The squadron is run by a team of adult volunteers, but how much do you know about each of them?
“The main highlight of being an OC is seeing the development of cadets over the years.”Flight Lieutenant Giles Vince RAF VR(T)
How would you describe your role as Officer Commanding? What are your usual duties and priorities?
Just being a member of a team. The main aim is to benefit the cadets as much as possible. This includes ensuring the wellbeing of all cadets whilst providing a safe and enjoyable environment in which cadets can make the most of their teenage years, and most importantly enjoy themselves.
What is your occupation outside of cadets?
I work in agriculture at Harper Adams University, with students who are undergoing practical training; I’m mainly working with sheep and cattle.
Did you do any work inside the Air Training Corps before becoming the Officer Commanding of our squadron? If so what was it, how did you come across it and why did you move on?
As I wasn’t a cadet myself, I originally discovered the Air Cadet Organisation through an advert on the radio which was recruiting volunteers for Volunteer Gliding Squadron gliding, this lead me to my first post, a Civilian Instructor at 2497 (Cosford) Squadron. I was a Civilian Instructor for three years before being a uniformed officer when I was offered the opportunity to become the Officer Commanding of 28 (Shawbury) Squadron, at which I was based for eighteen months before becoming the Officer Commanding of 2497 (Cosford) Squadron, my most recent and longest serving post, at which I have been Officer Commanding for just over five years.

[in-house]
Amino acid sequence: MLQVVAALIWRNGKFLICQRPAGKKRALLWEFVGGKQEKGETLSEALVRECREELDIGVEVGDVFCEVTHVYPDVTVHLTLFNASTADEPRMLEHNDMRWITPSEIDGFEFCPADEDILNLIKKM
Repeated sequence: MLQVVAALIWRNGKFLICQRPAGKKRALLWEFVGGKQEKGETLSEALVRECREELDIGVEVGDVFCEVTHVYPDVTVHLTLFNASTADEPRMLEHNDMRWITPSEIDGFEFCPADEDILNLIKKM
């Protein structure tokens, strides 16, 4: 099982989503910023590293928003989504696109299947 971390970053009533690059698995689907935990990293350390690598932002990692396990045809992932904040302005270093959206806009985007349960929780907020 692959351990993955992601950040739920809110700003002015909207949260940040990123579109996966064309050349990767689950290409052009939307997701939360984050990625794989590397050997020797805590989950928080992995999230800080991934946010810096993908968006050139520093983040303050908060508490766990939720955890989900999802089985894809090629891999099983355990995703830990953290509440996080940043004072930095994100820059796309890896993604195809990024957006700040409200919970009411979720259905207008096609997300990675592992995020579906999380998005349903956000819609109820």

Why did you choose to take on the role of Officer Commanding at our squadron? What do you enjoy the most about being Officer Commanding?
It’s quite a challenging role which appeals to me; it was a different opportunity, which I wished to experience. The job role relies on working with a team, which I like being a part of and it gives me support. The role is also very dependent on organisation and good management which suits me well, it’s what I’ve got experience with and I enjoy. However, the main highlight of being an Officer Commanding is seeing the development of cadets over the years. It gives me pleasure watching young new fresh-faced cadets who join our squadron at the age of 12 – 13 developing and growing up right until they leave when they age out. It’s also special to see the cadets making the very most out of activities knowing they are enjoying themselves; it puts a smile on my face.
What are the main challenges of being our Officer Commanding? What have been your largest hurdles?
The main challenge for me was learning everything from scratch. As I wasn’t a cadet personally I had no practice at drill or the general rules and actions that I was expected to follow. However, whilst being Officer Commanding, I’ve gradually picked it up over time with the support from others around me. At the moment my greatest hurdle is the management of spare time and the ratio between family and cadets. I have many family commitments which occasionally collide with cadet related activities, causing to be hard to prioritise between them and manage my spare time out of work. Being Officer Commanding, as with all jobs, is dependent on reaching and meeting deadlines which on top of family commitments and my job out of cadets can sometimes be quite a struggle.